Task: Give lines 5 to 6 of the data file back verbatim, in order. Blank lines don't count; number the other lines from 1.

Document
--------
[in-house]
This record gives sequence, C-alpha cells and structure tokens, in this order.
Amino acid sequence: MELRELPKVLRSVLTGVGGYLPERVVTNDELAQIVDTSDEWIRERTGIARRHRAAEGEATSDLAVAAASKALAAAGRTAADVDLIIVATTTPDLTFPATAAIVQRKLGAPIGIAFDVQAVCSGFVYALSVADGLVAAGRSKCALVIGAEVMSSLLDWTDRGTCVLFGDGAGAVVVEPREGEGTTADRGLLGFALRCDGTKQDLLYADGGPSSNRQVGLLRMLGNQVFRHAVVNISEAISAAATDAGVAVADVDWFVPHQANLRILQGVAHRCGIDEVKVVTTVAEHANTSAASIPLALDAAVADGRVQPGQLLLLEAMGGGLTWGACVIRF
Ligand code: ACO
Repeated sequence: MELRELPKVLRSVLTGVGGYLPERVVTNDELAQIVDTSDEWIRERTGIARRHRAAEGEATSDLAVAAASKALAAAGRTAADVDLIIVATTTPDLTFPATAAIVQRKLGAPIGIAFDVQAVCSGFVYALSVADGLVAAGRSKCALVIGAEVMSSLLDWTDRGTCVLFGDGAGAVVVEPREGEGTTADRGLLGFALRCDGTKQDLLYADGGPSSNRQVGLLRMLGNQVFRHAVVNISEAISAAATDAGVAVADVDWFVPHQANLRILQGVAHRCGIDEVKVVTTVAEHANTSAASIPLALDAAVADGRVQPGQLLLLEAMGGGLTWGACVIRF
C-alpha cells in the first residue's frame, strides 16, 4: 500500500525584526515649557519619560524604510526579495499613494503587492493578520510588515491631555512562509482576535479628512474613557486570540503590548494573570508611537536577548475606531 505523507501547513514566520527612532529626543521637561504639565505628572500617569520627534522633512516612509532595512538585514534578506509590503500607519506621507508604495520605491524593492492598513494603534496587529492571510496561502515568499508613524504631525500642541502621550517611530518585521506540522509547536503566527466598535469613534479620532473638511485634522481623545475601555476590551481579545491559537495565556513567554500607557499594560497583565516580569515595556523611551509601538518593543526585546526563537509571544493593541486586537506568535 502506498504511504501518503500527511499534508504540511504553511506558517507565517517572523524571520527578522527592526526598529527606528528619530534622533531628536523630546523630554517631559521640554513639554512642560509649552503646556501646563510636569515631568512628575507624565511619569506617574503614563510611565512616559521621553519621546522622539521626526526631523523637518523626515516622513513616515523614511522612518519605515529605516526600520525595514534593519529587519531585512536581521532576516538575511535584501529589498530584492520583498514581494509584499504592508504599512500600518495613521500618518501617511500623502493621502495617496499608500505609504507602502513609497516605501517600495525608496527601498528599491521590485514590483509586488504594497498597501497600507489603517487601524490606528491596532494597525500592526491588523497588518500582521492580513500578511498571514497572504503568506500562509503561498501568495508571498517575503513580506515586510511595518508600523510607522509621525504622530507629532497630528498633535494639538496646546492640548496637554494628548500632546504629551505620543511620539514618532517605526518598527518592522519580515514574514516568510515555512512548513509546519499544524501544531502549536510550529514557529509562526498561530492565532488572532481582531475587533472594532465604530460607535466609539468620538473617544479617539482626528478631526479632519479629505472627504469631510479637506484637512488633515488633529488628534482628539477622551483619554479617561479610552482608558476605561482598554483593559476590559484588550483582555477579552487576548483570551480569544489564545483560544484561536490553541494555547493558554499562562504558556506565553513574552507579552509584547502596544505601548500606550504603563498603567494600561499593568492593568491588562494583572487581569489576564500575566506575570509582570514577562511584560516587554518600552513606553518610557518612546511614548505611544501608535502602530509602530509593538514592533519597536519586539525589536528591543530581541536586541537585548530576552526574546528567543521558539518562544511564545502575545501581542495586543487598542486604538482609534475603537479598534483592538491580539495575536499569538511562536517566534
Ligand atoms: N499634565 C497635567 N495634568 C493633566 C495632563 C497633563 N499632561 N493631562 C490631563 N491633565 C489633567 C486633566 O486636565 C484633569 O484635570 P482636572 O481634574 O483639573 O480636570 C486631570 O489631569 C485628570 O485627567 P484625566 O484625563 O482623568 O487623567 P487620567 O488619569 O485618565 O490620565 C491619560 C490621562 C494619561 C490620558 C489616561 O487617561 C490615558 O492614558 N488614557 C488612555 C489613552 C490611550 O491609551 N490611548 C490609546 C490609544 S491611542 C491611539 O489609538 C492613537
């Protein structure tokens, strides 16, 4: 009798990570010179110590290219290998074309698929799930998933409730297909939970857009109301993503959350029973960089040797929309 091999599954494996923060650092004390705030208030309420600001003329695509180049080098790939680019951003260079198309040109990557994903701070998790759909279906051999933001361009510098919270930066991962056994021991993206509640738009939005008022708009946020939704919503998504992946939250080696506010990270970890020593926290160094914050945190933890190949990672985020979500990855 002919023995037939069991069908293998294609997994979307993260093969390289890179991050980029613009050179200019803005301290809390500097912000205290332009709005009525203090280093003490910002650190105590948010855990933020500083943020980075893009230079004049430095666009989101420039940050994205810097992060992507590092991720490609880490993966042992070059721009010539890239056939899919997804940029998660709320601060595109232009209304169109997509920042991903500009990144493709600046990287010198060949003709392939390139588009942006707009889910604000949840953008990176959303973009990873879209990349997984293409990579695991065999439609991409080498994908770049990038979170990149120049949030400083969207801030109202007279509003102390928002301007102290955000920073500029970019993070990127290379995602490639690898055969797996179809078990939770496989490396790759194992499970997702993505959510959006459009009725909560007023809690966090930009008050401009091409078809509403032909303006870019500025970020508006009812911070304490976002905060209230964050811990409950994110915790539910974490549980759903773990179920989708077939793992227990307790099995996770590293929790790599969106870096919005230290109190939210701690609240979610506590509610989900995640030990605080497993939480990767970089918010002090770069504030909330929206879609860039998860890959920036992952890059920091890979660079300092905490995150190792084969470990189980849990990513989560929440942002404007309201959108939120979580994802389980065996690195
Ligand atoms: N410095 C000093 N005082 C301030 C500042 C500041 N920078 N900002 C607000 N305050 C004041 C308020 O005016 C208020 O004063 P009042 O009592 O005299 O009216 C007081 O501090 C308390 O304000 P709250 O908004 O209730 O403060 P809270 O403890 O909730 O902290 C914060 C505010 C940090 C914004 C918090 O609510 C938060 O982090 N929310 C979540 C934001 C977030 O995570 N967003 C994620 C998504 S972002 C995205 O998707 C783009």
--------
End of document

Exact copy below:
Repeated sequence: MELRELPKVLRSVLTGVGGYLPERVVTNDELAQIVDTSDEWIRERTGIARRHRAAEGEATSDLAVAAASKALAAAGRTAADVDLIIVATTTPDLTFPATAAIVQRKLGAPIGIAFDVQAVCSGFVYALSVADGLVAAGRSKCALVIGAEVMSSLLDWTDRGTCVLFGDGAGAVVVEPREGEGTTADRGLLGFALRCDGTKQDLLYADGGPSSNRQVGLLRMLGNQVFRHAVVNISEAISAAATDAGVAVADVDWFVPHQANLRILQGVAHRCGIDEVKVVTTVAEHANTSAASIPLALDAAVADGRVQPGQLLLLEAMGGGLTWGACVIRF
C-alpha cells in the first residue's frame, strides 16, 4: 500500500525584526515649557519619560524604510526579495499613494503587492493578520510588515491631555512562509482576535479628512474613557486570540503590548494573570508611537536577548475606531 505523507501547513514566520527612532529626543521637561504639565505628572500617569520627534522633512516612509532595512538585514534578506509590503500607519506621507508604495520605491524593492492598513494603534496587529492571510496561502515568499508613524504631525500642541502621550517611530518585521506540522509547536503566527466598535469613534479620532473638511485634522481623545475601555476590551481579545491559537495565556513567554500607557499594560497583565516580569515595556523611551509601538518593543526585546526563537509571544493593541486586537506568535 502506498504511504501518503500527511499534508504540511504553511506558517507565517517572523524571520527578522527592526526598529527606528528619530534622533531628536523630546523630554517631559521640554513639554512642560509649552503646556501646563510636569515631568512628575507624565511619569506617574503614563510611565512616559521621553519621546522622539521626526526631523523637518523626515516622513513616515523614511522612518519605515529605516526600520525595514534593519529587519531585512536581521532576516538575511535584501529589498530584492520583498514581494509584499504592508504599512500600518495613521500618518501617511500623502493621502495617496499608500505609504507602502513609497516605501517600495525608496527601498528599491521590485514590483509586488504594497498597501497600507489603517487601524490606528491596532494597525500592526491588523497588518500582521492580513500578511498571514497572504503568506500562509503561498501568495508571498517575503513580506515586510511595518508600523510607522509621525504622530507629532497630528498633535494639538496646546492640548496637554494628548500632546504629551505620543511620539514618532517605526518598527518592522519580515514574514516568510515555512512548513509546519499544524501544531502549536510550529514557529509562526498561530492565532488572532481582531475587533472594532465604530460607535466609539468620538473617544479617539482626528478631526479632519479629505472627504469631510479637506484637512488633515488633529488628534482628539477622551483619554479617561479610552482608558476605561482598554483593559476590559484588550483582555477579552487576548483570551480569544489564545483560544484561536490553541494555547493558554499562562504558556506565553513574552507579552509584547502596544505601548500606550504603563498603567494600561499593568492593568491588562494583572487581569489576564500575566506575570509582570514577562511584560516587554518600552513606553518610557518612546511614548505611544501608535502602530509602530509593538514592533519597536519586539525589536528591543530581541536586541537585548530576552526574546528567543521558539518562544511564545502575545501581542495586543487598542486604538482609534475603537479598534483592538491580539495575536499569538511562536517566534